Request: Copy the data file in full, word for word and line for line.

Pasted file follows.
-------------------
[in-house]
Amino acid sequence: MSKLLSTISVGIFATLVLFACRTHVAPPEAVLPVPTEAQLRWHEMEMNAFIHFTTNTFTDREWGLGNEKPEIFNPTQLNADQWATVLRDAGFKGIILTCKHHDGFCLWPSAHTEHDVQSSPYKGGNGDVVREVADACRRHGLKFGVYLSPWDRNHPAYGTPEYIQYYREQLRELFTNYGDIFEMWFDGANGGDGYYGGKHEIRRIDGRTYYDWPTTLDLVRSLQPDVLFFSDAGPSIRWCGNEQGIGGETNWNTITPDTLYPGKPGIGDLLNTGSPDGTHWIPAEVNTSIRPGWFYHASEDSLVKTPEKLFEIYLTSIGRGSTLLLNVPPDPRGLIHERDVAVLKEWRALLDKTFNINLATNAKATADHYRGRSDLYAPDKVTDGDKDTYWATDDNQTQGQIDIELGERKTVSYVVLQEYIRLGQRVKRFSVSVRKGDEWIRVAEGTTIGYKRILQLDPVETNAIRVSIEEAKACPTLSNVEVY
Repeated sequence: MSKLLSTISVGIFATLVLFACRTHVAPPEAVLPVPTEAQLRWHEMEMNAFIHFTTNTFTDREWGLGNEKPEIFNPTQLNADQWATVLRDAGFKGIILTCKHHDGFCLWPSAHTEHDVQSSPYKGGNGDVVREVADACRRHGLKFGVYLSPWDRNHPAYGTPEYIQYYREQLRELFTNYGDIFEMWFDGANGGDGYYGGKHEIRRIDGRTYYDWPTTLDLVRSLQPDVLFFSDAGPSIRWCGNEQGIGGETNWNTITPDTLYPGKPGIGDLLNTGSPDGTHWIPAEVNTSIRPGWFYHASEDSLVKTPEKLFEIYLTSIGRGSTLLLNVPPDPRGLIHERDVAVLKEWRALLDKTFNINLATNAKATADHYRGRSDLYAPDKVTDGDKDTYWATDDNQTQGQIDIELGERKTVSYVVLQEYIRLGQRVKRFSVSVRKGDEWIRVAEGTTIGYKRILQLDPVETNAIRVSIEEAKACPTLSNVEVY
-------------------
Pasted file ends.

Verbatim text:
[in-house]
Amino acid sequence: MSKLLSTISVGIFATLVLFACRTHVAPPEAVLPVPTEAQLRWHEMEMNAFIHFTTNTFTDREWGLGNEKPEIFNPTQLNADQWATVLRDAGFKGIILTCKHHDGFCLWPSAHTEHDVQSSPYKGGNGDVVREVADACRRHGLKFGVYLSPWDRNHPAYGTPEYIQYYREQLRELFTNYGDIFEMWFDGANGGDGYYGGKHEIRRIDGRTYYDWPTTLDLVRSLQPDVLFFSDAGPSIRWCGNEQGIGGETNWNTITPDTLYPGKPGIGDLLNTGSPDGTHWIPAEVNTSIRPGWFYHASEDSLVKTPEKLFEIYLTSIGRGSTLLLNVPPDPRGLIHERDVAVLKEWRALLDKTFNINLATNAKATADHYRGRSDLYAPDKVTDGDKDTYWATDDNQTQGQIDIELGERKTVSYVVLQEYIRLGQRVKRFSVSVRKGDEWIRVAEGTTIGYKRILQLDPVETNAIRVSIEEAKACPTLSNVEVY
Repeated sequence: MSKLLSTISVGIFATLVLFACRTHVAPPEAVLPVPTEAQLRWHEMEMNAFIHFTTNTFTDREWGLGNEKPEIFNPTQLNADQWATVLRDAGFKGIILTCKHHDGFCLWPSAHTEHDVQSSPYKGGNGDVVREVADACRRHGLKFGVYLSPWDRNHPAYGTPEYIQYYREQLRELFTNYGDIFEMWFDGANGGDGYYGGKHEIRRIDGRTYYDWPTTLDLVRSLQPDVLFFSDAGPSIRWCGNEQGIGGETNWNTITPDTLYPGKPGIGDLLNTGSPDGTHWIPAEVNTSIRPGWFYHASEDSLVKTPEKLFEIYLTSIGRGSTLLLNVPPDPRGLIHERDVAVLKEWRALLDKTFNINLATNAKATADHYRGRSDLYAPDKVTDGDKDTYWATDDNQTQGQIDIELGERKTVSYVVLQEYIRLGQRVKRFSVSVRKGDEWIRVAEGTTIGYKRILQLDPVETNAIRVSIEEAKACPTLSNVEVY